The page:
I have just discovered that World Cup soccer awards a 'golden ball' and a 'silver ball' to the top players in their once-in-four-years tournament, which reminds me of Douglas Adams and h2g2, which is what we're all here for, ain't it? Not some hysterical and historical rambling by Yours Truly. You are here for FACTS, not meaningless observations packaged in neat bits and bytes and are ENTITLED to a coherent description of the American sporting scene this past week... but you ain't gonna find it here.
Let's see... where was I when I last wrote one of these essays? Oh yes, the women's World Cup, baseball and Amfoot... y'know what all three have in common? All the games were decided by replays and referee's decisions and are open to endless debate. Germany's women's squad defeated Sweden on a free kick that wasn't a free kick in the extra minutes, baseball is awaiting decisions in the separate League Championship Series, and Amfoot is being decided by television replays at the halfway mark in the season.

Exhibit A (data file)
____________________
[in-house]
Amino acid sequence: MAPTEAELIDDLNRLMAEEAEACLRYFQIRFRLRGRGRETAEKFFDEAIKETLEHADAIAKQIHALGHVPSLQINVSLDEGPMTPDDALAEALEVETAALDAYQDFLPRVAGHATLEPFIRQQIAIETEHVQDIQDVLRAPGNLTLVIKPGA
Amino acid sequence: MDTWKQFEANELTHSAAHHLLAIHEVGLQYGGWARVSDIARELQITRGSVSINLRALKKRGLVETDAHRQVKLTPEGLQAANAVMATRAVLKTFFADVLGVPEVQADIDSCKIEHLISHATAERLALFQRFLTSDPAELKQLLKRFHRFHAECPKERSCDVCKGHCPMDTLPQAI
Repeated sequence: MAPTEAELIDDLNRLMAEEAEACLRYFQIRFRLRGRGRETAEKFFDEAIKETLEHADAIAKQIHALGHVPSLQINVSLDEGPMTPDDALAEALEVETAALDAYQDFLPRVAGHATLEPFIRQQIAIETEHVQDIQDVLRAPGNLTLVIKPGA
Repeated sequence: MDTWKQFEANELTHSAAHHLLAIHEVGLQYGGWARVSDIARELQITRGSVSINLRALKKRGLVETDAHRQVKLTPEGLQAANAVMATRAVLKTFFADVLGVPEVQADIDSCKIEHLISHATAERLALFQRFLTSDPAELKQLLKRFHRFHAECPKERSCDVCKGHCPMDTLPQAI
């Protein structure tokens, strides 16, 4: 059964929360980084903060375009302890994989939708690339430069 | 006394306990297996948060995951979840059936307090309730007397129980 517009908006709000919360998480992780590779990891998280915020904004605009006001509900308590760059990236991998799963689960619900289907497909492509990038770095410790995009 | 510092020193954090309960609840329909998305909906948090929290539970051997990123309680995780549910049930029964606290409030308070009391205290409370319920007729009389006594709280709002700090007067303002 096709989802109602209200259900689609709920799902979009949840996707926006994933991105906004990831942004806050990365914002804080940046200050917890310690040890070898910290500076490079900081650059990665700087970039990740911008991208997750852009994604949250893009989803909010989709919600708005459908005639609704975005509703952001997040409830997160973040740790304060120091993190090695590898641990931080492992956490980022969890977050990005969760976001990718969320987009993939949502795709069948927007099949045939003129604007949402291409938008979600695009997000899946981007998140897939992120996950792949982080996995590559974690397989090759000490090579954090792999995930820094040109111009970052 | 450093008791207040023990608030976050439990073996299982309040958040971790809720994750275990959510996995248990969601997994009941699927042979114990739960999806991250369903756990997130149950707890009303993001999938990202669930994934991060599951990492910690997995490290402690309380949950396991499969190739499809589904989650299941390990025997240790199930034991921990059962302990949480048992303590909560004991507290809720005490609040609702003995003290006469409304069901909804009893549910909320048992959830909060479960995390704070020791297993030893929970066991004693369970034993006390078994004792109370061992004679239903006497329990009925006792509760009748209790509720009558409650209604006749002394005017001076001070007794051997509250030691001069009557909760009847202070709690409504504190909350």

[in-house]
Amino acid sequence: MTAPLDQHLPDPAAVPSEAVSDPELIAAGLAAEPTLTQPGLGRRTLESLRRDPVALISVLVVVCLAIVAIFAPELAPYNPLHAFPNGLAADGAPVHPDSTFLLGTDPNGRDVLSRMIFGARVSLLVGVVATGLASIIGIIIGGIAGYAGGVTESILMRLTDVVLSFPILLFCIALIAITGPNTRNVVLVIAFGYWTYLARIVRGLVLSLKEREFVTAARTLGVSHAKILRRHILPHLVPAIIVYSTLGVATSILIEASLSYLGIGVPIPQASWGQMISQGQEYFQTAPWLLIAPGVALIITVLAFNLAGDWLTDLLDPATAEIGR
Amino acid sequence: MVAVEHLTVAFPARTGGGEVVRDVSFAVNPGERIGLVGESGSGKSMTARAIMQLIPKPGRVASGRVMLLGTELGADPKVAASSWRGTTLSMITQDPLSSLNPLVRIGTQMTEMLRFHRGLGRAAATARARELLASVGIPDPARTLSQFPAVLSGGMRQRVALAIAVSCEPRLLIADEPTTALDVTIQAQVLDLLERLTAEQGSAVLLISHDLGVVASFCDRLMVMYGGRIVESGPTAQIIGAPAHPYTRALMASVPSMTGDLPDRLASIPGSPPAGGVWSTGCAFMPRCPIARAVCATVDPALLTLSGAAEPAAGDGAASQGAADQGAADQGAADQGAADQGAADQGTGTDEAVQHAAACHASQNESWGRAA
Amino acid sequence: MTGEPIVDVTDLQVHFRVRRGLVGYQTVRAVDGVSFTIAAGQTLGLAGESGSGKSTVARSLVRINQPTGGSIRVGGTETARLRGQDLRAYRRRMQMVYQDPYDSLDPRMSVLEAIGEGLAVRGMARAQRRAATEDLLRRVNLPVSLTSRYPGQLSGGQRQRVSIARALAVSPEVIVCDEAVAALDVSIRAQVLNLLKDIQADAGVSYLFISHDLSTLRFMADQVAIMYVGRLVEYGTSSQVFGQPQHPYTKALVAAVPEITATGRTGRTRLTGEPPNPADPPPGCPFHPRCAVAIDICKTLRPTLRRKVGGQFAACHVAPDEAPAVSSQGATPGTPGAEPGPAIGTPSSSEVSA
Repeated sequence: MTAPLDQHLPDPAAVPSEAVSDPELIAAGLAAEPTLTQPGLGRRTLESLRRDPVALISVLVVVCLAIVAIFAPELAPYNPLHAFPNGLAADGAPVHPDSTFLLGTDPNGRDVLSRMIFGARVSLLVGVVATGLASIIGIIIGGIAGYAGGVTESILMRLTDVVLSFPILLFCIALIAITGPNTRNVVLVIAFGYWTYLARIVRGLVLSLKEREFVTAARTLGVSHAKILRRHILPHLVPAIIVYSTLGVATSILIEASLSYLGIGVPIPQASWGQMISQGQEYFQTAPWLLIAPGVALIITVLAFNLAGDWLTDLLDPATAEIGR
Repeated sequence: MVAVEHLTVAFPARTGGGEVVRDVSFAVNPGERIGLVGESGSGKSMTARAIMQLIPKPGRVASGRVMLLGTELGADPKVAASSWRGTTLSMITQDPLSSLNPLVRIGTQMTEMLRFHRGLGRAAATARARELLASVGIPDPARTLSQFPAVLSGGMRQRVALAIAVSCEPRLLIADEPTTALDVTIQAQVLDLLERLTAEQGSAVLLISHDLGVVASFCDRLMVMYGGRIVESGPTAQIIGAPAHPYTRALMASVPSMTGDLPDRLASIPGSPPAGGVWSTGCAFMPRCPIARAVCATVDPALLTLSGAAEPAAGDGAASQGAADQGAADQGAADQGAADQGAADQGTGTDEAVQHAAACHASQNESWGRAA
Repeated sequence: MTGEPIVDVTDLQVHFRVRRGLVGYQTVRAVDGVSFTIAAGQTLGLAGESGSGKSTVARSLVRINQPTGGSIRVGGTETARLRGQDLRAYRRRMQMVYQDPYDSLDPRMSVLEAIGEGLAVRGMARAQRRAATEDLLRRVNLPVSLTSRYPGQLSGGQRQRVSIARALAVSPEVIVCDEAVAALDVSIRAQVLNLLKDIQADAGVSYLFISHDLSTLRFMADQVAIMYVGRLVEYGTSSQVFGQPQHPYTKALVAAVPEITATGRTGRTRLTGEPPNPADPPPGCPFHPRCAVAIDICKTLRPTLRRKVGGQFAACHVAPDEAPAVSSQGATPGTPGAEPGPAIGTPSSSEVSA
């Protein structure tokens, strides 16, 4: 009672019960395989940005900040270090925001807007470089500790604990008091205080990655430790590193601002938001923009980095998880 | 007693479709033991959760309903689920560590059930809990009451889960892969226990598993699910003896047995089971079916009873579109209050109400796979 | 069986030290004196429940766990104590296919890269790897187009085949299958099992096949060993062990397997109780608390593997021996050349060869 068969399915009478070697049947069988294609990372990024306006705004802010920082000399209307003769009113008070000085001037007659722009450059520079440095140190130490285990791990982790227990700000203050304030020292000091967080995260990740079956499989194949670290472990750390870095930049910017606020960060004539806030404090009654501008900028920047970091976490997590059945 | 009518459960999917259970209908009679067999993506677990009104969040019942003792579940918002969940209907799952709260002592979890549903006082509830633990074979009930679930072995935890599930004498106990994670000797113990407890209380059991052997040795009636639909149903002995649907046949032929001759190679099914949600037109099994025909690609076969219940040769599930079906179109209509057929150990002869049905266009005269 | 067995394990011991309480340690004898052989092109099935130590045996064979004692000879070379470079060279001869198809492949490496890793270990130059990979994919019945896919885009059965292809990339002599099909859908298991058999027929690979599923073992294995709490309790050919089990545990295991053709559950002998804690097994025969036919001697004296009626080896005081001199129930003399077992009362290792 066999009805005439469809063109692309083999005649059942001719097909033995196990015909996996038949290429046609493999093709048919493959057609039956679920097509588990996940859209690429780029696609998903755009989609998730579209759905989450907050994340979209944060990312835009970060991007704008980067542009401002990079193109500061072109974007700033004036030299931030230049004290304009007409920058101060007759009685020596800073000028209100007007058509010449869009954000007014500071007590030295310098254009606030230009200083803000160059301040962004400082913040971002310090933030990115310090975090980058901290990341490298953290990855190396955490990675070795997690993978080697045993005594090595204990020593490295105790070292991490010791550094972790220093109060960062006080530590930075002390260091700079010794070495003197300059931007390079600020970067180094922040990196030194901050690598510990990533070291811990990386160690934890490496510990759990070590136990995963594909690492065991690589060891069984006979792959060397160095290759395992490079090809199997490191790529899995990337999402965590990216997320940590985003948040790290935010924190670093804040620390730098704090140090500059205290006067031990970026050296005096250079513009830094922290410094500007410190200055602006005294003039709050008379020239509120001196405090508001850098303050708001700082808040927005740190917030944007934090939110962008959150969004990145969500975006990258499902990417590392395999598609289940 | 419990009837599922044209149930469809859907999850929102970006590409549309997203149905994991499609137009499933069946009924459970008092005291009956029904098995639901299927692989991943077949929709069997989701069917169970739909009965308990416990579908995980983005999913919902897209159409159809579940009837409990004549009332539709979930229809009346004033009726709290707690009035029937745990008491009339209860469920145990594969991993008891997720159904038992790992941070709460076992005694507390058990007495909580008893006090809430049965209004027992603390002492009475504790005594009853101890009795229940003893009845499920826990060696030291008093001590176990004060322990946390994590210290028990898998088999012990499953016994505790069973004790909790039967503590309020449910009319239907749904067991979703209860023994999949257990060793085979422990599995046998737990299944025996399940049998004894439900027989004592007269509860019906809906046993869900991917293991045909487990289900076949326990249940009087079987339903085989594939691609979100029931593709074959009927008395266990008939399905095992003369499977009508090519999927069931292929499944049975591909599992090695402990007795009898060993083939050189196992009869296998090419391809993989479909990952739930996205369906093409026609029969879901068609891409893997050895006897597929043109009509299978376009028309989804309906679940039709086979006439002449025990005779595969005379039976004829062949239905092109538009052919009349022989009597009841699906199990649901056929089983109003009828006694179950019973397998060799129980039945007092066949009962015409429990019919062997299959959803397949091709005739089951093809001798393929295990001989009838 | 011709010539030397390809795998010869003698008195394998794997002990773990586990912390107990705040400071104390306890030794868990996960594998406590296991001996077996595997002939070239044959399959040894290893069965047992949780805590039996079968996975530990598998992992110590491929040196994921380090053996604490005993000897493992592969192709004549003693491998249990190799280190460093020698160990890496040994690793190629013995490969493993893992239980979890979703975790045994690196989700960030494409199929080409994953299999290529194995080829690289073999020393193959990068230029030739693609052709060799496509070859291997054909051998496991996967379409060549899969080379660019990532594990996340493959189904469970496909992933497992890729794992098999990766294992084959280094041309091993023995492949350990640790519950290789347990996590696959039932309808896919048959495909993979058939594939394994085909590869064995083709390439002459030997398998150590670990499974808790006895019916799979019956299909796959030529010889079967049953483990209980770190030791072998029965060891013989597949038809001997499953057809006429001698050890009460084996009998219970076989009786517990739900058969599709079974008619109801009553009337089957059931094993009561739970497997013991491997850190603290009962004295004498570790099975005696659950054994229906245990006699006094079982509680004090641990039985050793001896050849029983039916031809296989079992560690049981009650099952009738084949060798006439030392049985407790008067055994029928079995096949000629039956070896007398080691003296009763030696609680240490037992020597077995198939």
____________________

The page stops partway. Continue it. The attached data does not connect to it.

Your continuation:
Yes, the German women's squad defeated Sweden 2-1, and the 'silver ball' winner from Sweden is disputing the referee's decision, the Chicago Cubs and Florida Marlins are still battling in the National LCS (Cubbies lead best-of-seven series 3-2), and the Noo Yawk Yankers and arch-rival Boston Red Sox are embroiled in a 'these teams hate each other, and the cities hate each other, let's see some arrests for assault on the playing field' American LCS (the Yankers lead 2-1 so far.) Amfoot stretches on and on while officials look at television replays six or eight times a game so the networks can sell more advert time for beer, autos and internet service while the nation 'celebrates' some Italian dude who conned Queen Isabella into financing his search for riches and Canada gives thanks that Eric the Red was there first, long before ol' Chris thought he was in China in 1492.